Of course, “moderate”=”liberal.”
The reply was irrelevant to the thread it was posted to, so I’m copying it here:
The whole concept of Lewis Crusade is ridiculous and demeaning to all moderate, sensible and compassionate catholics – surely you header should mention what you believe in not what you want to fight against…jesus was a pacifist afterall!”
1. I *allow* anonymous posting, but I don’t like it. Anonymous posting is a sign of cowardice. You indicate that you’re not really interested in discussion but merely lobbing attacks.
2. What is a “moderate, sensible and compassionate” Catholic?? Normally, that means, at least, a Catholic who supports artificial contraception. And they demean themselves by doing so. Don’t shoot the messenger.
What is “moderate, sensible and compassionate” about the Left’s agenda to eradicate the poor and the disabled using contraception, abortion and euthanasia?
What was “moderate, sensible and compassionate” about what starving Terri Schiavo to death?
What was “moderate, sensible and compassionate” about forcing pregnant women with rubella to get abortions so their babies could be used for research?
What is “moderate, sensible and compassionate” about telling people with genetic disorders to use IVF and sacrifice their “defective” children to embryonic stem cell research??
3. Why is it your business what my header says? In point of fact, it *does* say what I believe in: “the Lord Jesus Christ and His Catholic Church, the right to life, the institution of the family, the rights of the disabled, and all the little children.”
4. You say the “whole concept of the Lewis Crusade.” Do you even know what the “whole concept” is, why we call it the “Lewis” Crusade? Typical of a liberal “non-judgemental,” so-called “moderate” Catholic, you’re the one being judgemental and hateful without knowing the whole story–read the early posts.
5. Jesus was not a “pacifist”, at least not in the way you mean. Liberals always bring up
“pacifism” as the straw man against pro-lifers. The Church very clearly teaches that individuals and societies have the right to self-defense, so complete pacifism is *not* in accordance with Catholic teaching.
Secondly, it is quite obvious that, by “fighting,” I mean intellectually and spiritually. To that end, are these the words and deeds of a “pacifist”?
“34 Do not think that I came to send peace upon earth: I came not to send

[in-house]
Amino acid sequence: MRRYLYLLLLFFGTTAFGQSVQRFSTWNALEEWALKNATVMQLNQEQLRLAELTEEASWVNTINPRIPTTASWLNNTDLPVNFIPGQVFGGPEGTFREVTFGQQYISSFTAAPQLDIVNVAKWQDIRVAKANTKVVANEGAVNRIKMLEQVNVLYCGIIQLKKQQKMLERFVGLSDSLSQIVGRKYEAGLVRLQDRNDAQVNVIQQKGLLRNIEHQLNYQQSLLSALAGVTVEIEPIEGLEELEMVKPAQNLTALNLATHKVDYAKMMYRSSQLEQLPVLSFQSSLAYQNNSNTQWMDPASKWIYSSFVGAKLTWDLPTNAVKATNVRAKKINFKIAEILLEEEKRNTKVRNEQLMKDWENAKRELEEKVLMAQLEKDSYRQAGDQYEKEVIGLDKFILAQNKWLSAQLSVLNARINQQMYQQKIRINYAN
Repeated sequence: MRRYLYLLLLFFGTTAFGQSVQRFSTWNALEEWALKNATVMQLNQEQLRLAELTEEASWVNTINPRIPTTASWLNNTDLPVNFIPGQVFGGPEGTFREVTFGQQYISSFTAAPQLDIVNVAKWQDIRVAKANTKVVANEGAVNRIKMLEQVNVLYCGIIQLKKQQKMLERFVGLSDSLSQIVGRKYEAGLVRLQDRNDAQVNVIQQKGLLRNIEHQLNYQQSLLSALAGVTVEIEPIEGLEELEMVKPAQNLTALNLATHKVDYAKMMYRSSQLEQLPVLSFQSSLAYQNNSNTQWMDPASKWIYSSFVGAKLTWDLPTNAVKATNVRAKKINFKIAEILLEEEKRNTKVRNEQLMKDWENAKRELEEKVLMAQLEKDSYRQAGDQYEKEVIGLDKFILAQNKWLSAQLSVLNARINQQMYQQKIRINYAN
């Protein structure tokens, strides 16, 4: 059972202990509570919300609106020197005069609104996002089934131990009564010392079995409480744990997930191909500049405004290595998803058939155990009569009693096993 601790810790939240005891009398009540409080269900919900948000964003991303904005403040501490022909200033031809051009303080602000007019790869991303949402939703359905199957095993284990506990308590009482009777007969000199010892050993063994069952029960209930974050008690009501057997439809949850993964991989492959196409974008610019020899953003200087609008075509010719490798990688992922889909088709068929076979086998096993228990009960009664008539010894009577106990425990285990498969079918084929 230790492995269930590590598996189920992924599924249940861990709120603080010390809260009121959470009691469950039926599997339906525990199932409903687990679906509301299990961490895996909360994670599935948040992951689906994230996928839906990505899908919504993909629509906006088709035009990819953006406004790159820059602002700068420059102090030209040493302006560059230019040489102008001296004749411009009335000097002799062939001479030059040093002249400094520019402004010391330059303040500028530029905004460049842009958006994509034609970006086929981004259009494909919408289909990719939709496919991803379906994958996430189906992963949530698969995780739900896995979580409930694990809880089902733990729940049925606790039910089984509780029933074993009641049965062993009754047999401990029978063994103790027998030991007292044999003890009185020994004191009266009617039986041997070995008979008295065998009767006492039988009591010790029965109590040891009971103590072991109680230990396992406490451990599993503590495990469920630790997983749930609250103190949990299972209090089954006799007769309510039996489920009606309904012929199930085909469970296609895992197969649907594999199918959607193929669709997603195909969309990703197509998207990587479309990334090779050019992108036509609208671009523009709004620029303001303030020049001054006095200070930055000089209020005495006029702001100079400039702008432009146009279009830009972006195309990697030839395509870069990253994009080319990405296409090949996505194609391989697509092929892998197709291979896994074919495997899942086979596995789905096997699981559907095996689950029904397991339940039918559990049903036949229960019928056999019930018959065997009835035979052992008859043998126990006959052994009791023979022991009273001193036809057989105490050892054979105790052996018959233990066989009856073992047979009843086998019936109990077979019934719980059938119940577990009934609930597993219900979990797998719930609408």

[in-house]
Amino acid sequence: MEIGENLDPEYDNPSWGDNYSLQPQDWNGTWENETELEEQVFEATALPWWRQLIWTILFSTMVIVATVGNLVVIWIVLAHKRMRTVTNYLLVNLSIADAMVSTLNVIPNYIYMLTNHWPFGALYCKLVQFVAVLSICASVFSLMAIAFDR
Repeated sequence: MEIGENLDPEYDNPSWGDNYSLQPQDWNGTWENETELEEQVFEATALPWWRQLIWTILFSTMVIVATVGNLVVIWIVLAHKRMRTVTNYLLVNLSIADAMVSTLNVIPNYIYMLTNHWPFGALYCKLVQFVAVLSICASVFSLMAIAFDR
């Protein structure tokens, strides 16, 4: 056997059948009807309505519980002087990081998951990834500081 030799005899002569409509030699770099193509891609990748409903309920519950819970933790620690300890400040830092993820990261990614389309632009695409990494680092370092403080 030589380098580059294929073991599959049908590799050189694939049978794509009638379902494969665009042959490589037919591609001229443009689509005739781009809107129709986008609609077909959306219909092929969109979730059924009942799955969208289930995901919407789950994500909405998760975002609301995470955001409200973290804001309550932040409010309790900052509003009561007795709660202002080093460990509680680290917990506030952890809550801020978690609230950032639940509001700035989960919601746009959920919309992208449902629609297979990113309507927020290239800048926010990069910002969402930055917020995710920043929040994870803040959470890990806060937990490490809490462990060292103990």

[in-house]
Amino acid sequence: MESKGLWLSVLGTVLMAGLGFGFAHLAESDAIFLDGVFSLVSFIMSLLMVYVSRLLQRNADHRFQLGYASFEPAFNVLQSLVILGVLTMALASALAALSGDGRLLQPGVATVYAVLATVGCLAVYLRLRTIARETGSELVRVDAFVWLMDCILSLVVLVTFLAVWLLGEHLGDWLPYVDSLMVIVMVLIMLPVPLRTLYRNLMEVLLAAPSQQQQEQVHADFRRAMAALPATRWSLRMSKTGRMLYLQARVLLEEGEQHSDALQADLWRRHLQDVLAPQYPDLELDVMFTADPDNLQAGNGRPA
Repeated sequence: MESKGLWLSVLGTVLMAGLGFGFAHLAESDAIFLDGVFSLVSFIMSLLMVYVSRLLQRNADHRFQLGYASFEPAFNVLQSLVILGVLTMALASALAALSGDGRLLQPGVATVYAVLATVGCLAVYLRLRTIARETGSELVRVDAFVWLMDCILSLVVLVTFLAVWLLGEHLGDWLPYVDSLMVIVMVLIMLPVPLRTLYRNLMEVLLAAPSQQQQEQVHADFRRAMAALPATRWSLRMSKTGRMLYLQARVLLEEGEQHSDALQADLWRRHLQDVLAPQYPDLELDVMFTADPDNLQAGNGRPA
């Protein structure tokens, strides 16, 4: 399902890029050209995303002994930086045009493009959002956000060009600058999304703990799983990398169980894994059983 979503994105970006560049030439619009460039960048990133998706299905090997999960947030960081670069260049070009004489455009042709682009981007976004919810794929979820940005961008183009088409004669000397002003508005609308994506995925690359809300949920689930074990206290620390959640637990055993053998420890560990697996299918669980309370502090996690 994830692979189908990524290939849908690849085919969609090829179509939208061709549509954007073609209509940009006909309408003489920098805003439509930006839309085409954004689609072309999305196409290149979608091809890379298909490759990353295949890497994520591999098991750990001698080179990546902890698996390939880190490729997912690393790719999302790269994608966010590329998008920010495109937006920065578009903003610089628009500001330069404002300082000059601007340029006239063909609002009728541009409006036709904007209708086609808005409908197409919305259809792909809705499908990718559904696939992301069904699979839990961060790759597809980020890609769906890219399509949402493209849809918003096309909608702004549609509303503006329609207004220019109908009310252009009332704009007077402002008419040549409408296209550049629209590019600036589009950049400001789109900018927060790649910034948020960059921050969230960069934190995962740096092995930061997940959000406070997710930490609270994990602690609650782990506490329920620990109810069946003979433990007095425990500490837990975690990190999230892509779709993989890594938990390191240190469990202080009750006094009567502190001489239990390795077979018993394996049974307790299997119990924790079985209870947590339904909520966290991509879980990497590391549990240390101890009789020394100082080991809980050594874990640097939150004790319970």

peace, but the sword. 35 For I came to set a man at variance against his father,
and the daughter against her mother, and the daughter in law against her mother
in law. ” (Mt 10:34-35).
“And when he had made, as it were, a scourge of little cords, he drove them
all out of the temple, the sheep also and the oxen, and the money of the
changers he poured out, and the tables he overthrew.” (Jn 2:15).
“And from the days of John the Baptist until now, the kingdom of heaven
suffereth violence, and the violent bear it away. ” (Mt 11:12).
“Then said he unto them: But now he that hath a purse, let him take it, and
likewise a scrip; and he that hath not, let him sell his coat, and buy a sword.
37 For I say to you, that this that is written must yet be fulfilled in me: And
with the wicked was he reckoned. For the things concerning me have an end. 38
But they said: Lord, behold here are two swords. And he said to them, It is
enough. ” (Luke 22:36-38).
Of course, the passage normally cited to claim Jesus as a “pacifist” is the following:
“52 Then Jesus saith to him: Put up again thy sword into its place: for all that take the sword shall perish with the sword. 53 Thinkest thou that I cannot ask my Father, and he will give me presently more than twelve legions of angels? 54 How then shall the scriptures be fulfilled, that so it must be done?” (Mt 26:52-54).
Yes, Jesus says “he who lives by the sword dies by the sword,” but He said it just as He was about to “die by the sword.” He said it to Peter, who would also “die by the sword.” It is not so much “don’t use the sword,” as “don’t use the sword unless you’re willing to pay the price.” And certainly, the rendering in John:
“Jesus therefore said to Peter: Put up thy sword into the scabbard. The chalice
which my Father hath given me, shall I not drink it?” (Jn 18:11).
Confirms the idea that, in saying, “he who lives by the sword dies by the sword,” Jesus is referring to Himself. This is He of whom Simeon prophesied:
“Behold this child is set for the fall, and for the resurrection of many in
Israel, and for a sign which shall be contradicted; 35 And thy own soul a sword
shall pierce” (Luke 2:34-35).
One of the best way to tell a liberal priest is when you come to these Gospels in the Lectionary, and the priest starts his homily, “This sure doesn’t sound like Jesus, does it?”
Lastly, here are Jesus’ words to so-called “moderates”:
“I know thy works, that thou art neither cold, nor hot. I would thou wert
cold, or hot. But because thou art lukewarm, and neither cold, not hot, I
will begin to vomit thee out of my mouth. ” (Rev 3:15-16).
Saints are not “moderate”. They are certainly not “sensible.” They do what the world considers irrational and foolish. Heroic virtue is extremist. Thomas Aquinas chased the prostitute out of his room with a hot poker. John of the Cross was censured by the Carmelites for being “too extreme” in his asceticism. Same with Padre Pio and the Capuchins. St. Jerome condemned one of his disciples for leaving the Desert to go be a parish priest, saying that was the pinnacle of inexcusible worldliness. Teresa of Calcutta served the poorest of the poor. Francis of Assisi stripped naked in the Cathedral. Joan of Arc led the armies of France into battle. Soon-to-be Blessed Louis Martin would not allow any secular literature into his household.
These are not “sensible,” “moderate” actions.
All of the martyrs rejected the “sensible,” “moderate” choice of compromise with the world and chose to die rather than betray their values.